The ASUC Senate wasted no time at the beginning of the academic year, gearing up in its first meeting to debate a bill expressing that the senate has “no confidence” in Janet Napolitano as the incoming UC president.
Napolitano’s appointment raised concerns due to the policies she implemented in her previous position as Secretary of Homeland Security. In response, the ASUC Senate will debate SB 2, titled Bill in Support of Undocumented Students and Immigrant Communities, on Monday.
“The ‘no confidence’ comes from a lot of history — she has deported over 2 million undocumented immigrants,” said ASUC Senator Sean Tan, who authored the bill. “There’s a lot of fear in terms of what is her main priority as UC president, because she comes from a background of surveillance and apprehension and security.”
As Homeland Security Secretary, Napolitano played a role in enacting immigration policies such as Secure Communities, a program that allows local governments to report undocumented immigrants to federal officials.
Under her leadership, the Homeland Security Department deported a record number of undocumented immigrants, according to a report by UAW Local 2865, a UC student workers’ union.
“We call for a president devoted to rebuilding our capacity for teaching, research, and learning — not a specialist in cyber surveillance, law enforcement, and border security,” the union’s release states. “We demand that the UC Regents retract Napolitano’s nomination for appointment and reopen the process for selecting the UC president.”
If the bill is passed, ASUC External Affairs Vice President Safeena Mecklai will present a list of priorities detailed in the bill to the UC Student Association. These priorities include holding mandatory annual trainings for the rights of undocumented citizens, holding town halls for the UC campuses in both Northern and Southern California regions and ensuring that Secure Communities will not be implemented on UC campuses.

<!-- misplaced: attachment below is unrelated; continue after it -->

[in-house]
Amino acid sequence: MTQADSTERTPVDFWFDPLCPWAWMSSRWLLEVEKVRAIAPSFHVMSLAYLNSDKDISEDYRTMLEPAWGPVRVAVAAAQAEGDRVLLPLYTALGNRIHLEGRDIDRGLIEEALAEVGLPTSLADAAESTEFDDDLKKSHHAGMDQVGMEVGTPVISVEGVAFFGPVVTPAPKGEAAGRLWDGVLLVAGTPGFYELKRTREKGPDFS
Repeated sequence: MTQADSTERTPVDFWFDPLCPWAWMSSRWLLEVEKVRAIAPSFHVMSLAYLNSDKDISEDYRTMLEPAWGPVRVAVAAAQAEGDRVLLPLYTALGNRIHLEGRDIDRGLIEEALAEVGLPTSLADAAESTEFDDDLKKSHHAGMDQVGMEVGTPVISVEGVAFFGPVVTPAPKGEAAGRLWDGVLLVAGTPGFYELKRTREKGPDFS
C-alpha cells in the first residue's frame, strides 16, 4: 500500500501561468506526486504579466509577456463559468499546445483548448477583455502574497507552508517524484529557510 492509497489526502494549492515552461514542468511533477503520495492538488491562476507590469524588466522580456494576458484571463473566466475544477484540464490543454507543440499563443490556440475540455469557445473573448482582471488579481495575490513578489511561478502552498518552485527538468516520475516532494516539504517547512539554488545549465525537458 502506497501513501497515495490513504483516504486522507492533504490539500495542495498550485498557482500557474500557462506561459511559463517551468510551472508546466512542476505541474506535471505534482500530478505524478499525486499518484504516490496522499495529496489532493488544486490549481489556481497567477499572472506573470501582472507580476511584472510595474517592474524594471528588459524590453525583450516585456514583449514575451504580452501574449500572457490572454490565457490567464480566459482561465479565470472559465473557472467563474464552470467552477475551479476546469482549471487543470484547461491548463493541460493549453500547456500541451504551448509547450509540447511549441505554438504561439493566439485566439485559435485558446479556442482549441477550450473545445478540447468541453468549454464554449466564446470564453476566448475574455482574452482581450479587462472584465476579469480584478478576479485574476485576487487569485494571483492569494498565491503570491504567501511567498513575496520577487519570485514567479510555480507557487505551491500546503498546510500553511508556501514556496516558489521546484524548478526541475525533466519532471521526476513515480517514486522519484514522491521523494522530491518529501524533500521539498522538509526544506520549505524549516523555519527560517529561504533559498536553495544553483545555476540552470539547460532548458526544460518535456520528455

“A vote of no confidence is more effective when someone has already been in office,” Mecklai said. “For me personally, it’s more impactful to list eight demands with a timeline of when she needs to follow through with them.”
But some UC officials feel it is too soon to judge how Napolitano will perform as UC president. UC spokesperson Steve Montiel believes students will see that she is a person of “great integrity” as they learn more about her.
“She’s coming to lead the University of California, not coming to lead an immigration enforcement program,” Montiel said. “It’s a whole different world.”
The bill also calls for ASUC President DeeJay Pepito to propose a review of the UC president’s selection process to the UCSA Council of Presidents because some students felt that they were unfairly represented in her appointment.
“We as a senate could look at possible policy changes on how the UC president is selected, because we had a real problem with how student voices weren’t heard,” Mecklai said. “My fear is that we’ll only attack Napolitano and not the process, and in 10 years, this will happen again.”
Student Regent Cinthia Flores said the bill provides a proper avenue for students to voice their positions about Napolitano’s appointment.
Jane Nho covers student government. Contact her at firstname.lastname@example.org.